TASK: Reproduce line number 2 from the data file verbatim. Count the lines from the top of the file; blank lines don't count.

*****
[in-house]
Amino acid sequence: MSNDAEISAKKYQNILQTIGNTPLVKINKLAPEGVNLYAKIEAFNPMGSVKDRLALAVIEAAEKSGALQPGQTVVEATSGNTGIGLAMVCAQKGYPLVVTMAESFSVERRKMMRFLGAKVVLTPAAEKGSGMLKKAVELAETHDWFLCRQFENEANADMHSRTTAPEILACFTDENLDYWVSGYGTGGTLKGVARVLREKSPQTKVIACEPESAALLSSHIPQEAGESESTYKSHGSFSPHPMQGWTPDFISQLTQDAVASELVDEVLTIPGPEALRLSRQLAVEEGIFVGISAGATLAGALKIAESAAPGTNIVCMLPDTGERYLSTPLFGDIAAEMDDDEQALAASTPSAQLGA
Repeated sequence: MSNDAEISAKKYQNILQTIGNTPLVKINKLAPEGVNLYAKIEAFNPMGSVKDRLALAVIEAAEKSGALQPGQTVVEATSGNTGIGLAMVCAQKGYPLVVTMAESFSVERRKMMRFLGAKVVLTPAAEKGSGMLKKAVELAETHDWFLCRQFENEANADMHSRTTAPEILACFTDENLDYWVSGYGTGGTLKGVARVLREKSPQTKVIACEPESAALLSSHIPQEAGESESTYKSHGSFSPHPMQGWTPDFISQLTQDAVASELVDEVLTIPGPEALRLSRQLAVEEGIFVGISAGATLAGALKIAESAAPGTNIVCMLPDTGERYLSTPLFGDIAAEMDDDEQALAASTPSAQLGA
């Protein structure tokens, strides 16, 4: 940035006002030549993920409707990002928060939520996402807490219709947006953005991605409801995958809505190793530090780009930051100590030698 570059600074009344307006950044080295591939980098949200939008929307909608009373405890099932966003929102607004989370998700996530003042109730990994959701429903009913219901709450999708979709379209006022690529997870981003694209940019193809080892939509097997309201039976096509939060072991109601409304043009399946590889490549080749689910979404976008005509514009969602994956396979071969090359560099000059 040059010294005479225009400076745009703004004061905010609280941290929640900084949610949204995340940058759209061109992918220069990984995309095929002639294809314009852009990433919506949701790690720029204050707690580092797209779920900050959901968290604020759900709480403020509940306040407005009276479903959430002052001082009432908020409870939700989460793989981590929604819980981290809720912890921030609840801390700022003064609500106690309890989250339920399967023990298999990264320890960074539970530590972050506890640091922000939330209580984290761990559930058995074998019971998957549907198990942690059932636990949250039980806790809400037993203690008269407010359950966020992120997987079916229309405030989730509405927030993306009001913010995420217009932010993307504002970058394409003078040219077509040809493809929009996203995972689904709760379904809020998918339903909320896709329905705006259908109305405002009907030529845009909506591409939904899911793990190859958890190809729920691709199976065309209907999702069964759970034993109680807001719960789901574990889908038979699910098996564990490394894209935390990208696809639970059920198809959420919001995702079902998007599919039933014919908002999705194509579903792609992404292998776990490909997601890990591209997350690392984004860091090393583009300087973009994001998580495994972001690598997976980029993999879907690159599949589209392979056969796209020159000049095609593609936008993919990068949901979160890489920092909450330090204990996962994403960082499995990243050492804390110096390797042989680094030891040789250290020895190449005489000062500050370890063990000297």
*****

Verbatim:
Amino acid sequence: MSNDAEISAKKYQNILQTIGNTPLVKINKLAPEGVNLYAKIEAFNPMGSVKDRLALAVIEAAEKSGALQPGQTVVEATSGNTGIGLAMVCAQKGYPLVVTMAESFSVERRKMMRFLGAKVVLTPAAEKGSGMLKKAVELAETHDWFLCRQFENEANADMHSRTTAPEILACFTDENLDYWVSGYGTGGTLKGVARVLREKSPQTKVIACEPESAALLSSHIPQEAGESESTYKSHGSFSPHPMQGWTPDFISQLTQDAVASELVDEVLTIPGPEALRLSRQLAVEEGIFVGISAGATLAGALKIAESAAPGTNIVCMLPDTGERYLSTPLFGDIAAEMDDDEQALAASTPSAQLGA